Each job is different and therefore the quoted price is different. There are always different factors that need to be added up. For example:
- Number of commissions
- Size of comission(s)
- Materials used
- Time spent
- Medium used
My answer to the question of how much I make? 'Never enough.'
The truth of the matter is that you can never make it a main occupation when you begin. You do not have a stable customer base and the art world is always changing. What is popular one month could be out the next. Do not go into it with any misconceptions. You will not be an instant millionaire.
Will I Need Qualifications?
Yes and no. For a job at a studio or a company they will generally require qualifications. Unless you know someone in the company, it can be quite difficult to get in.
For freelance work, it's not needed. Though clients will prefer to see that you have qualifications over not having any. Every little helps, after all.
What Qualifications Do I need/Should I Get?
It all depends on what you want to do. It always helps to study fine art and art history. Design is always a good option as well. Some find that places offer an illustration course and if this is the sort of work you are interested in, by all means go for it. Technical drawing is not needed, but it can open up more opportunities.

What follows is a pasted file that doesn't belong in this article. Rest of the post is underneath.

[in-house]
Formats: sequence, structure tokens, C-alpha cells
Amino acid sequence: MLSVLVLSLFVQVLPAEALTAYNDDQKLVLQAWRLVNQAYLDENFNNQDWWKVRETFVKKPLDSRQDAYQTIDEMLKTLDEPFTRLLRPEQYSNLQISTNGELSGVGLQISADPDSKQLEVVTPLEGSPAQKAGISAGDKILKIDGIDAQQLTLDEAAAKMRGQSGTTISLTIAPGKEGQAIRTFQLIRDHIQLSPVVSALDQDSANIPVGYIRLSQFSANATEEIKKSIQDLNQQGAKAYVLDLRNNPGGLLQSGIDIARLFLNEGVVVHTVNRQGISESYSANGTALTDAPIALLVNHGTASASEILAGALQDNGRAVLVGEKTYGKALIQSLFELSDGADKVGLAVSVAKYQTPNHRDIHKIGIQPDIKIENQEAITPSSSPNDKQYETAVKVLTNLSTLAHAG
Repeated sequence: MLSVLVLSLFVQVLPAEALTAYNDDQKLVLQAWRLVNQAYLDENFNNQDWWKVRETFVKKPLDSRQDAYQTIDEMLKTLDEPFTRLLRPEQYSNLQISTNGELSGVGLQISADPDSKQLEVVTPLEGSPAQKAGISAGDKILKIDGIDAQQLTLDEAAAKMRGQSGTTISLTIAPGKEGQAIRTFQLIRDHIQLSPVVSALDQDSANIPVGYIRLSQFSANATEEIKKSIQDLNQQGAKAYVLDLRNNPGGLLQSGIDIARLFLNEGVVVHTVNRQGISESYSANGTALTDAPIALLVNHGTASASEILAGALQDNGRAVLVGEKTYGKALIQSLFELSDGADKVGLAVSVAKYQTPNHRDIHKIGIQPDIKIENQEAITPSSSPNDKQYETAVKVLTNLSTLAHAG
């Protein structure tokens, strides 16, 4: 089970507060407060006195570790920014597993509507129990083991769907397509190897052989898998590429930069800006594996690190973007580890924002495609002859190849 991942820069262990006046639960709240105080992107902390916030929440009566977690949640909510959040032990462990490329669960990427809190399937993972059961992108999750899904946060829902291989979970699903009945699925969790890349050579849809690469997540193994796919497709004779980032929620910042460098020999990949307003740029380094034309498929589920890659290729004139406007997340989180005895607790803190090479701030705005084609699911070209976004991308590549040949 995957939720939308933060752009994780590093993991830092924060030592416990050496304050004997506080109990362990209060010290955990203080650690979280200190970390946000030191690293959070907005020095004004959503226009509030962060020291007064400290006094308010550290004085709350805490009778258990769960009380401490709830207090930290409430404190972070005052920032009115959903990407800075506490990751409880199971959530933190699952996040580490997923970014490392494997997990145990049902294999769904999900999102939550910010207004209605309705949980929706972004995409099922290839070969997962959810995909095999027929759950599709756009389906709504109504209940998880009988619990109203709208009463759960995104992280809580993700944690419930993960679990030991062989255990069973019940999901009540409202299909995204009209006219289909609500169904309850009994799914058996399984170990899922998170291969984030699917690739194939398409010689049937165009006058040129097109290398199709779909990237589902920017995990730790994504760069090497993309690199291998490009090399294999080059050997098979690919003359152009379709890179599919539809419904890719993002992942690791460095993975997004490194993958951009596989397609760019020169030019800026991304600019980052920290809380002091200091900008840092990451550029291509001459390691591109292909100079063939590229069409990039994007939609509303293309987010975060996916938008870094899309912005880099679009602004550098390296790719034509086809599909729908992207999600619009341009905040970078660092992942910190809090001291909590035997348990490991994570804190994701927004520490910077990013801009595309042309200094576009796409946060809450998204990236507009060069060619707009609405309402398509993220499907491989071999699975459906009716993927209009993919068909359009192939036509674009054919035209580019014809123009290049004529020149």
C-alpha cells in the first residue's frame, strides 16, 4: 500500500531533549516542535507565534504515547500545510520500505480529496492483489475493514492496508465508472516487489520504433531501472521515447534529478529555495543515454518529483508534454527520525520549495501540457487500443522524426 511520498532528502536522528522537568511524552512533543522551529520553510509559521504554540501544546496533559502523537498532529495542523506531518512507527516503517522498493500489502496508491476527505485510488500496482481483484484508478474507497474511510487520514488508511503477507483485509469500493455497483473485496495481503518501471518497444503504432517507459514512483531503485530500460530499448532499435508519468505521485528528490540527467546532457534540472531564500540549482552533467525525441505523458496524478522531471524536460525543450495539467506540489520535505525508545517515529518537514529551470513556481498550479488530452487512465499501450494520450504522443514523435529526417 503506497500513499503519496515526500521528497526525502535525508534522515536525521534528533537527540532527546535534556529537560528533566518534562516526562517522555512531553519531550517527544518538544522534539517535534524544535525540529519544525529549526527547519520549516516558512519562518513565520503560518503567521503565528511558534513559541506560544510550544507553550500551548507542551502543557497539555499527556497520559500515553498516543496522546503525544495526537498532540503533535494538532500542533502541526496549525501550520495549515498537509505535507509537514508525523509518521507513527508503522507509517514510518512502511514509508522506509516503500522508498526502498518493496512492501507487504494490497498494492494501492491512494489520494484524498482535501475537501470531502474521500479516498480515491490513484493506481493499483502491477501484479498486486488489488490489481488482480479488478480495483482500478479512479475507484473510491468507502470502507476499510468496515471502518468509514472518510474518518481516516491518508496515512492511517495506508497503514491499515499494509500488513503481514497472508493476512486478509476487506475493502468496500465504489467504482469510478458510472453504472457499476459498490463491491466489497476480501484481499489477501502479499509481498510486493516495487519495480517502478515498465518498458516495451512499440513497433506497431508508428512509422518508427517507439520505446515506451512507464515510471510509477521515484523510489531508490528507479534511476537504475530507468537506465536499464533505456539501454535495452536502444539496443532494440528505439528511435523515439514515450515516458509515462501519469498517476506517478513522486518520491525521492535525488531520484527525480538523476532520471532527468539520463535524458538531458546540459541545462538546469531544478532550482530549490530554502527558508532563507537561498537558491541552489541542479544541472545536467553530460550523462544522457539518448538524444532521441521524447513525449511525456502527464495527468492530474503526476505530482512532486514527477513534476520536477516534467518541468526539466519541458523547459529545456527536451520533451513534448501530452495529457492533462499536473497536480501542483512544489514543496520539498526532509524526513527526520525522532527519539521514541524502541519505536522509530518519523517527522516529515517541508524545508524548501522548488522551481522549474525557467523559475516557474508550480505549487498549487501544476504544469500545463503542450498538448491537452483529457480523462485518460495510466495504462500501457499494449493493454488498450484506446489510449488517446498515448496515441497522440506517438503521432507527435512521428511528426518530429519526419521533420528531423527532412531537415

How Do I Make Money Then?
Ah. Yes. Let's get down to business. Firstly, you will need to have a game plan. What soret of art are you producing? Who would you say is your best target audience? How much are you spending on supplies? And what are your future goals?
I will now post a list of basics that will hopefully help you get started.
This is one of the most important things for an artist just starting out. It would be best to have an online and offline portfolion. And online portfolio can be on an art site, but it looks much better when on your own site. You can use the readily availible site builders out there to create a stylish site in minutes. (I recommend wix.com) The site should be simple, easy to read and understand and have clear directions to your portfolio gallery. You should also have a contact page and an about page. Be sure to list any relevant info on your about page. (IE: Qualifications, age, history with art etc.)
An offline portfolio should be a folder that you can carry with you when you need it. It should have a mixture of various types of work. If you do digital art, print out examples. Sketches should also be added to give an idea of the stages of your artwork as it takes shape. Should you be a painter, print out shots of your work, rather than toting the canvas in the folder. It would damage too easily.
Another option is to purchase USB memory sticks. Only small, cheap ones are needed. There is no need to go overboard on cost. Then you can upload an array of art on that and hand it to potential clients, or gallery owners. (This is not required, but it can't hurt.)